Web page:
Although many people report being adversely affected by fragrances, the issue remains controversial.
While some individuals may dislike a particular fragrance and may experience physical reactions from exposure to them, others exposed to the same fragrance may appreciate the smell or attribute health benefits to the exposure (e.g., aromatherapy).
There is also controversy among scientists as to whether the odor causing ingredients of some fragranced products actually ‘cause’ the adverse physical impact (e.g., triggering asthma episodes) experienced by some individuals or whether the adverse impact is caused by physiological, physical, chemical or emotional factors not directly related to the odor.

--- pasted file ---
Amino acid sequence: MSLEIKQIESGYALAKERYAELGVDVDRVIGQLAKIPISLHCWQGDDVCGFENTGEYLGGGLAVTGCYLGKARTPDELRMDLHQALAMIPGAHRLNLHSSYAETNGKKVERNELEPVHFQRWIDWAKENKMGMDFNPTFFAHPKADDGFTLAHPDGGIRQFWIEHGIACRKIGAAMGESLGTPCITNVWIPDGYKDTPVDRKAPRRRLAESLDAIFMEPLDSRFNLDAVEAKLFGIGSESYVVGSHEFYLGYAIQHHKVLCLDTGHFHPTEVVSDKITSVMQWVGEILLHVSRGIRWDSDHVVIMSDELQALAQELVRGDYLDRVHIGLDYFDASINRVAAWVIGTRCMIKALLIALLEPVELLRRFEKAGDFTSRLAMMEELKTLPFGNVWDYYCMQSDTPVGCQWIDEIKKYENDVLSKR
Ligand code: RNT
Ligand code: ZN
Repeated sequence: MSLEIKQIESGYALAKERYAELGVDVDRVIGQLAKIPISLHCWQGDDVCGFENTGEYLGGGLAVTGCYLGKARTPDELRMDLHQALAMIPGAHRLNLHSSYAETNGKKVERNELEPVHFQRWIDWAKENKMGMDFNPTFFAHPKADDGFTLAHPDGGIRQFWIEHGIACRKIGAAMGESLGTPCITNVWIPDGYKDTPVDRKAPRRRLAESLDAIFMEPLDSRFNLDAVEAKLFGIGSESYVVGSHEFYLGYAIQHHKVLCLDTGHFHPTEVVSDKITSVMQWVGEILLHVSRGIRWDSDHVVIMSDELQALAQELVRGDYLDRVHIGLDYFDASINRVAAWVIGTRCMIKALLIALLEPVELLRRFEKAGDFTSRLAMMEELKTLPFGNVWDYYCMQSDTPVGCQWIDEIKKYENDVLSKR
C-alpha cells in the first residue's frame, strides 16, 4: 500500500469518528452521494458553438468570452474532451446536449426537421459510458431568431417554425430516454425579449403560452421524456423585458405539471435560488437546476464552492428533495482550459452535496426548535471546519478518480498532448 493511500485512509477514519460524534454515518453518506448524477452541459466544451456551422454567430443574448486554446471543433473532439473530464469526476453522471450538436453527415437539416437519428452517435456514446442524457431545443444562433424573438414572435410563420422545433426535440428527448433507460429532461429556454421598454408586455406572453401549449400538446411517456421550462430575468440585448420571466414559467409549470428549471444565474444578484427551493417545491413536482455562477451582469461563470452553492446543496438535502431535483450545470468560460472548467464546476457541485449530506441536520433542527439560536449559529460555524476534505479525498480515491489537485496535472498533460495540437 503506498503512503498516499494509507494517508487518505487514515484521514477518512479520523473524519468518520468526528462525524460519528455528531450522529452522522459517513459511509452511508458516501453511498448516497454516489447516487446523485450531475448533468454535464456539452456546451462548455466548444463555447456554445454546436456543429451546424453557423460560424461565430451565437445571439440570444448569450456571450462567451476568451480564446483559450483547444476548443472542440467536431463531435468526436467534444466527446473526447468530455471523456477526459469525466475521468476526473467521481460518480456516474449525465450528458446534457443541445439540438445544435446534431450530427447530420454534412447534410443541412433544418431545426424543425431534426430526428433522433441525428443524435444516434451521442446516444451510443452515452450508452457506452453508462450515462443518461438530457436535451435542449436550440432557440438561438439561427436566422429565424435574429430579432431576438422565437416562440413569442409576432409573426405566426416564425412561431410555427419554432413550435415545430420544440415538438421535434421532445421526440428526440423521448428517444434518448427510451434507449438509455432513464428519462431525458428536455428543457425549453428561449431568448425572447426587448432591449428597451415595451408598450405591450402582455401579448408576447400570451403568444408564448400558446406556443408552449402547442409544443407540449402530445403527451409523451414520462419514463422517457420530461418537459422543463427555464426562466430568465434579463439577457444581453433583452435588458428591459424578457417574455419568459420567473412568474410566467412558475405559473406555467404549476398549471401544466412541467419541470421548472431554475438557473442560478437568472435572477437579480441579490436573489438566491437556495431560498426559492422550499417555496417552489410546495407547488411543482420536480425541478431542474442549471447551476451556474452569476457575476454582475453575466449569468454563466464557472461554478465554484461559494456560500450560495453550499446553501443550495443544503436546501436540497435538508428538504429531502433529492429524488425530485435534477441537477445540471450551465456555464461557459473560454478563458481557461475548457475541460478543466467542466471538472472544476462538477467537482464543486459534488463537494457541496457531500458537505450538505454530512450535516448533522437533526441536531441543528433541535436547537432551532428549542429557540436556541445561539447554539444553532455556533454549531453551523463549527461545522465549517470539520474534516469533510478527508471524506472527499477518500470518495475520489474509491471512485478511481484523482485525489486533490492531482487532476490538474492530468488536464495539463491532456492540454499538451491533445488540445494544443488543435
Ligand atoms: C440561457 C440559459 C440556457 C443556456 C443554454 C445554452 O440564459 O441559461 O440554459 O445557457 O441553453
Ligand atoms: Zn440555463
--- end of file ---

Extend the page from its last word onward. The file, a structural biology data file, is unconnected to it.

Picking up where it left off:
In spite of the controversy, EPA’s Indoor Environments Division (IED) understands that exposure to fragrances can cause some sensitive individuals to experience asthma episodes and other adverse health impacts and therefore notes this potential in several of their indoor air quality publications.
In addition, IED continues to monitor the research and works with our federal, state and local partners to provide up-to-date science-based information to the public on this and other indoor air quality issues.